"Everybody was so happy, my wife was crying. It was such a good feeling to have the ring back," Nurkowski said. "What he did was impossible."
Chris Turner, founder of the Ring Finders, said he created the site to give people a second chance to be reunited with their lost items.
The organization has members in 25 countries, with the majority living in the United States. Turner, who lives in Vancouver, said the Suncoast Research & Recovery Club has been successful in recovering rings.
"They've done extremely well out there," he said, adding that 97 percent of the metal detector owners on the site's directory, like the club, offer their services for free.
Out on the beach, Metts said he's found sunglasses, cellphones, watches, coins, a $20 bill and once, a ring with a carat diamond and two half carats next to it. He returned it to the couple who had called him up, and when they offered to pay him, he declined.
"Hugs are good," he replied.
Some days, he's scouring a front yard looking for a ring thrown out during a heat-of-the-moment argument, or in an attic looking for jewelry that fell out of a toppled jewelry box. Almost once a week, he's out on Clearwater Beach with his friend Dimitur Alipiev, whom he introduced to metal detecting.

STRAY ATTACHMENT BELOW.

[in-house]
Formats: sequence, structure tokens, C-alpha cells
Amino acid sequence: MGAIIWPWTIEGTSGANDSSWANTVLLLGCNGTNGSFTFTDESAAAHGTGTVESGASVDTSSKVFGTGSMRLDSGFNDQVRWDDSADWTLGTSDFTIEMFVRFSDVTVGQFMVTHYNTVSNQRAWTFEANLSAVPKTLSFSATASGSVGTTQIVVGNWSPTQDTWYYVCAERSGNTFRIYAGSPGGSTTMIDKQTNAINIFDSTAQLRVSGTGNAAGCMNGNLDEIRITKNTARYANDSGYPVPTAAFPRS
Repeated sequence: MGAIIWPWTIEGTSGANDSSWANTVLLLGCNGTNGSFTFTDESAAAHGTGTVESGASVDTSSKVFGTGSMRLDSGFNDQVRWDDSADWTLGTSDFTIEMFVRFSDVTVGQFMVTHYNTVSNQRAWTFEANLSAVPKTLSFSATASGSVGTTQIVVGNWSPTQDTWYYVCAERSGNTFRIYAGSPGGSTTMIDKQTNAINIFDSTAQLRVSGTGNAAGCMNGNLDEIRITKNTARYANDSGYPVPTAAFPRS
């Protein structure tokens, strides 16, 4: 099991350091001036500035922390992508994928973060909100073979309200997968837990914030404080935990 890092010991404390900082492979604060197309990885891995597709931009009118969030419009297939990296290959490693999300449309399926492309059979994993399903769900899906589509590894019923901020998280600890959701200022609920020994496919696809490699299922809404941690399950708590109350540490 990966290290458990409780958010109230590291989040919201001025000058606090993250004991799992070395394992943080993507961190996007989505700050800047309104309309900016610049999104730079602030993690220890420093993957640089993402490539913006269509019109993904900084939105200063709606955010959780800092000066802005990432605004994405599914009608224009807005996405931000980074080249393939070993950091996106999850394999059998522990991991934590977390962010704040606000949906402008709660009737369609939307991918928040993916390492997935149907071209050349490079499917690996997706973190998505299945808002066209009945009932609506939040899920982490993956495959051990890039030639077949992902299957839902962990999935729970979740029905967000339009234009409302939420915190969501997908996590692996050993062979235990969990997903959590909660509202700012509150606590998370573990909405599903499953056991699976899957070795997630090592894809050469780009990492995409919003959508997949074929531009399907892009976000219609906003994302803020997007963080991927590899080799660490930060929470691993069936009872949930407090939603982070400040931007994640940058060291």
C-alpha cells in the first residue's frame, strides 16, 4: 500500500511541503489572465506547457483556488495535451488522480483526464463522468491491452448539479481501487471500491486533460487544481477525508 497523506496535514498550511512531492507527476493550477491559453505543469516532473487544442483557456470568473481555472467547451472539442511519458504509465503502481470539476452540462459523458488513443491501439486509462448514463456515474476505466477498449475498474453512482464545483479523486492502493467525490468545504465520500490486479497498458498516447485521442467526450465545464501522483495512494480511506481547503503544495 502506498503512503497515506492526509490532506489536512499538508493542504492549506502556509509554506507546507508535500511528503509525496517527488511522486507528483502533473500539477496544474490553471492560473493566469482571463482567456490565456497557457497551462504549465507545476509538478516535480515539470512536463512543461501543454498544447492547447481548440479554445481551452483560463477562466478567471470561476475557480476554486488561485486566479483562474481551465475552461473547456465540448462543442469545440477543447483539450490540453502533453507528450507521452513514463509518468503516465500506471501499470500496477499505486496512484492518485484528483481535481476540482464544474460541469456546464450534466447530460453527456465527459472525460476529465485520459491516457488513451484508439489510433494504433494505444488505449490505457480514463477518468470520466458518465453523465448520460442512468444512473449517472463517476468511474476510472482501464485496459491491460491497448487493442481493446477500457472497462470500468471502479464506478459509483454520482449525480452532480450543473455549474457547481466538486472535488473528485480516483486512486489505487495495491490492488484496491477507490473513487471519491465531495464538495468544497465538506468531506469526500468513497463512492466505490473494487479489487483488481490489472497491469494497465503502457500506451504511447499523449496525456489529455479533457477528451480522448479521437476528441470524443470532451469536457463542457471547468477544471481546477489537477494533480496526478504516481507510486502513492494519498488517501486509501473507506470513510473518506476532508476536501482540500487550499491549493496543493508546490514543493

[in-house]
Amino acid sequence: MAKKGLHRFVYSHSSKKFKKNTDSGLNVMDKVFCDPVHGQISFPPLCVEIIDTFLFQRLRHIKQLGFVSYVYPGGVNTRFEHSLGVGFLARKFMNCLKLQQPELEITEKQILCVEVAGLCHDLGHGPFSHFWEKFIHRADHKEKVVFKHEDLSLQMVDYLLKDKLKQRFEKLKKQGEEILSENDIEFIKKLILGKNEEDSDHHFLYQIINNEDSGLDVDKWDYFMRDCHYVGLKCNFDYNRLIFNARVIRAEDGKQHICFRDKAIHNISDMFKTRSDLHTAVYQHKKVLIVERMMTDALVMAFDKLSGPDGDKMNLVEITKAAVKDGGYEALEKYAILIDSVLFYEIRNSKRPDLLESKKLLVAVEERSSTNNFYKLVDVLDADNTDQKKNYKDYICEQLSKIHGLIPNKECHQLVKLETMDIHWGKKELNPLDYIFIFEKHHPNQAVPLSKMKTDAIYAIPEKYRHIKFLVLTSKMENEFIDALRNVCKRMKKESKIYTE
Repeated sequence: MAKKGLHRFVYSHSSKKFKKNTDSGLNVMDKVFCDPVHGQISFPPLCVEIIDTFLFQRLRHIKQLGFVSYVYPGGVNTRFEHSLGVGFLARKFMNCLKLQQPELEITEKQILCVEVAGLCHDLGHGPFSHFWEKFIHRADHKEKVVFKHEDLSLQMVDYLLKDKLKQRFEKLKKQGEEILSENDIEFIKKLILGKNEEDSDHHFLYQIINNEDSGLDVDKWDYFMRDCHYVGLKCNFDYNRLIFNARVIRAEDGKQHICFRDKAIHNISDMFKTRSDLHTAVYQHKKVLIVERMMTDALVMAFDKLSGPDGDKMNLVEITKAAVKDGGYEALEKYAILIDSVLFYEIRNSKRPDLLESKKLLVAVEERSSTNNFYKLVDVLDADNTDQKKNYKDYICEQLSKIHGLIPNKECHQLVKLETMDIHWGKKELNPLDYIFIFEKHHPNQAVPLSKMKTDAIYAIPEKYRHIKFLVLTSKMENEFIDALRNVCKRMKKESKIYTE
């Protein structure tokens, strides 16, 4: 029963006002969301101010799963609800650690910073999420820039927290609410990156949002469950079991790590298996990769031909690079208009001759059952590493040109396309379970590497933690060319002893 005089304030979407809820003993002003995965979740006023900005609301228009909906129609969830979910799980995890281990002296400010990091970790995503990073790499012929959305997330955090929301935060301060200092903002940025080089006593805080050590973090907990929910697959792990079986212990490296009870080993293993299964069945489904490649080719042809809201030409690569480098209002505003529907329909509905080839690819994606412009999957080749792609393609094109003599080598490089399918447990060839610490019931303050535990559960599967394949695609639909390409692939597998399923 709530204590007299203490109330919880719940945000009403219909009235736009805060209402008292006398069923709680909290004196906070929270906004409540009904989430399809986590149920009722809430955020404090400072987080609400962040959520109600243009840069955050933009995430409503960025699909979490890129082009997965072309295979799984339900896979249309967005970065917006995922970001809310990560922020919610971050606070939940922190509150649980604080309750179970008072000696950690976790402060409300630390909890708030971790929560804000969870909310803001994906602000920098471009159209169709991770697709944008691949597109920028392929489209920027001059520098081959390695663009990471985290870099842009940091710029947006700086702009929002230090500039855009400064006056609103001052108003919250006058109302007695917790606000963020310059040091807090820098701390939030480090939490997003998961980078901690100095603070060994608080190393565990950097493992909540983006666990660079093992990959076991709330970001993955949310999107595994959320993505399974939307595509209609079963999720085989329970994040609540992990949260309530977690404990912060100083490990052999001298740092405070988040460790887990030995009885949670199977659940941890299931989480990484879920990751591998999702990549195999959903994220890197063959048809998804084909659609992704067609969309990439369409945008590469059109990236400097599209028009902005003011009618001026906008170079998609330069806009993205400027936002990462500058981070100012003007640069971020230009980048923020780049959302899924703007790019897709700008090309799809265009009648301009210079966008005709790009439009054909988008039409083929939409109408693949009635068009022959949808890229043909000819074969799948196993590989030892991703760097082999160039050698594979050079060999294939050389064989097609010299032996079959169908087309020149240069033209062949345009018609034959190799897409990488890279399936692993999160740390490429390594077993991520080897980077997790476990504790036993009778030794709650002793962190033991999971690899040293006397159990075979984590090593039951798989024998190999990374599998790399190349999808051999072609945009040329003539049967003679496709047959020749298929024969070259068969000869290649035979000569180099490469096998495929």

"One of the secrets of finding things is to go where people are," said Alipiev, who has an Excalibur II to match Metts'.
Together on a recent morning, each took one side of Pier 60, using a grid-like pattern as they weaved in between people swimming in the gulf.
Jones, the club president, said he gets a lot of calls for rings lost at beach weddings. They are usually easier to find, but he has photo-bombed his fair share of wedding pictures, he said. With distraught brides and grooms, Jones said he tries to instill in them a lesson for times of doubt and hardship.
"Think back on today, think of me and how you thought something was impossible and it wasn't," he tells the couples. "I restored your ring back to you, and somehow you can restore your marriage.
"There's always hope."